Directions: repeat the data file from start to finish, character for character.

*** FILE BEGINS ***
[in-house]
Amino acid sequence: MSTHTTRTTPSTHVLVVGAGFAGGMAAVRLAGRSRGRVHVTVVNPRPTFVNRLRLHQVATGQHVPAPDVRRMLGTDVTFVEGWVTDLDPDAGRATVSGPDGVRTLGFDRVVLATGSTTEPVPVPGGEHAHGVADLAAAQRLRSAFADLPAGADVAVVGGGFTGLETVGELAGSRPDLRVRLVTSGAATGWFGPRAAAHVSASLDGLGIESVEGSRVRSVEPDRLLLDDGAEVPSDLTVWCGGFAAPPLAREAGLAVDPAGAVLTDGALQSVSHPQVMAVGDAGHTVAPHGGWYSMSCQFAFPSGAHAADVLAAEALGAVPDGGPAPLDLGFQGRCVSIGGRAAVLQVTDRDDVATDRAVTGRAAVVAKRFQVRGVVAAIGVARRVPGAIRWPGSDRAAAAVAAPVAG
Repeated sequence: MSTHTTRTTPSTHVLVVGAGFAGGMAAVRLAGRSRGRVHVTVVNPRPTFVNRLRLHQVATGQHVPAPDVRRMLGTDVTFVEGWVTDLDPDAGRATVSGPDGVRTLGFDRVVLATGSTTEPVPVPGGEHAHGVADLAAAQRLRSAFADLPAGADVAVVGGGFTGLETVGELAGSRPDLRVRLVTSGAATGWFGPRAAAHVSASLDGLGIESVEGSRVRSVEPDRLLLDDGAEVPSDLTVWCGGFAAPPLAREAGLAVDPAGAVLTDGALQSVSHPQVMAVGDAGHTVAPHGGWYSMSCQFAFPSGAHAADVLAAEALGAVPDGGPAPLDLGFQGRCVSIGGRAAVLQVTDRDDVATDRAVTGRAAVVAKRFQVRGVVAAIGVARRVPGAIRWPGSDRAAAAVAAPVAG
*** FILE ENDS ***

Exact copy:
[in-house]
Amino acid sequence: MSTHTTRTTPSTHVLVVGAGFAGGMAAVRLAGRSRGRVHVTVVNPRPTFVNRLRLHQVATGQHVPAPDVRRMLGTDVTFVEGWVTDLDPDAGRATVSGPDGVRTLGFDRVVLATGSTTEPVPVPGGEHAHGVADLAAAQRLRSAFADLPAGADVAVVGGGFTGLETVGELAGSRPDLRVRLVTSGAATGWFGPRAAAHVSASLDGLGIESVEGSRVRSVEPDRLLLDDGAEVPSDLTVWCGGFAAPPLAREAGLAVDPAGAVLTDGALQSVSHPQVMAVGDAGHTVAPHGGWYSMSCQFAFPSGAHAADVLAAEALGAVPDGGPAPLDLGFQGRCVSIGGRAAVLQVTDRDDVATDRAVTGRAAVVAKRFQVRGVVAAIGVARRVPGAIRWPGSDRAAAAVAAPVAG
Repeated sequence: MSTHTTRTTPSTHVLVVGAGFAGGMAAVRLAGRSRGRVHVTVVNPRPTFVNRLRLHQVATGQHVPAPDVRRMLGTDVTFVEGWVTDLDPDAGRATVSGPDGVRTLGFDRVVLATGSTTEPVPVPGGEHAHGVADLAAAQRLRSAFADLPAGADVAVVGGGFTGLETVGELAGSRPDLRVRLVTSGAATGWFGPRAAAHVSASLDGLGIESVEGSRVRSVEPDRLLLDDGAEVPSDLTVWCGGFAAPPLAREAGLAVDPAGAVLTDGALQSVSHPQVMAVGDAGHTVAPHGGWYSMSCQFAFPSGAHAADVLAAEALGAVPDGGPAPLDLGFQGRCVSIGGRAAVLQVTDRDDVATDRAVTGRAAVVAKRFQVRGVVAAIGVARRVPGAIRWPGSDRAAAAVAAPVAG